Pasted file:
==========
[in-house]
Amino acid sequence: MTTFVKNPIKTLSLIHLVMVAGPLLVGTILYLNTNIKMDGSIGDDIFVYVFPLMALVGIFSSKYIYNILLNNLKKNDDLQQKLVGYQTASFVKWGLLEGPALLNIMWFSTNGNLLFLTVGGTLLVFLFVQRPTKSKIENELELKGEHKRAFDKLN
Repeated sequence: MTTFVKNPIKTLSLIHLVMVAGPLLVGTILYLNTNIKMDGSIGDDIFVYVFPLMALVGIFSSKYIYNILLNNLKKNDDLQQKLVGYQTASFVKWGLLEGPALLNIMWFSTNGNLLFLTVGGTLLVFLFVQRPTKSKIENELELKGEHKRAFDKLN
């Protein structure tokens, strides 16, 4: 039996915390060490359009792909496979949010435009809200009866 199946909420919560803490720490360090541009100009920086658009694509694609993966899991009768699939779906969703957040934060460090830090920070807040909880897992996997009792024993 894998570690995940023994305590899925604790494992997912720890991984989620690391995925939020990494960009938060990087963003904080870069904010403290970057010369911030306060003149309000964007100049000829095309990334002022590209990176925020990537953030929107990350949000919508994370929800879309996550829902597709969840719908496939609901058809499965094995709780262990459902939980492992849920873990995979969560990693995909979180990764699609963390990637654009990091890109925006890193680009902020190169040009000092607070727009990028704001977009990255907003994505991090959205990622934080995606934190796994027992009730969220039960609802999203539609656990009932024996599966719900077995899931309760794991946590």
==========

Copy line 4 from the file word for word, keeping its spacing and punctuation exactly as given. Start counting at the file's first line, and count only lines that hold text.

């Protein structure tokens, strides 16, 4: 039996915390060490359009792909496979949010435009809200009866 199946909420919560803490720490360090541009100009920086658009694509694609993966899991009768699939779906969703957040934060460090830090920070807040909880897992996997009792024993 894998570690995940023994305590899925604790494992997912720890991984989620690391995925939020990494960009938060990087963003904080870069904010403290970057010369911030306060003149309000964007100049000829095309990334002022590209990176925020990537953030929107990350949000919508994370929800879309996550829902597709969840719908496939609901058809499965094995709780262990459902939980492992849920873990995979969560990693995909979180990764699609963390990637654009990091890109925006890193680009902020190169040009000092607070727009990028704001977009990255907003994505991090959205990622934080995606934190796994027992009730969220039960609802999203539609656990009932024996599966719900077995899931309760794991946590």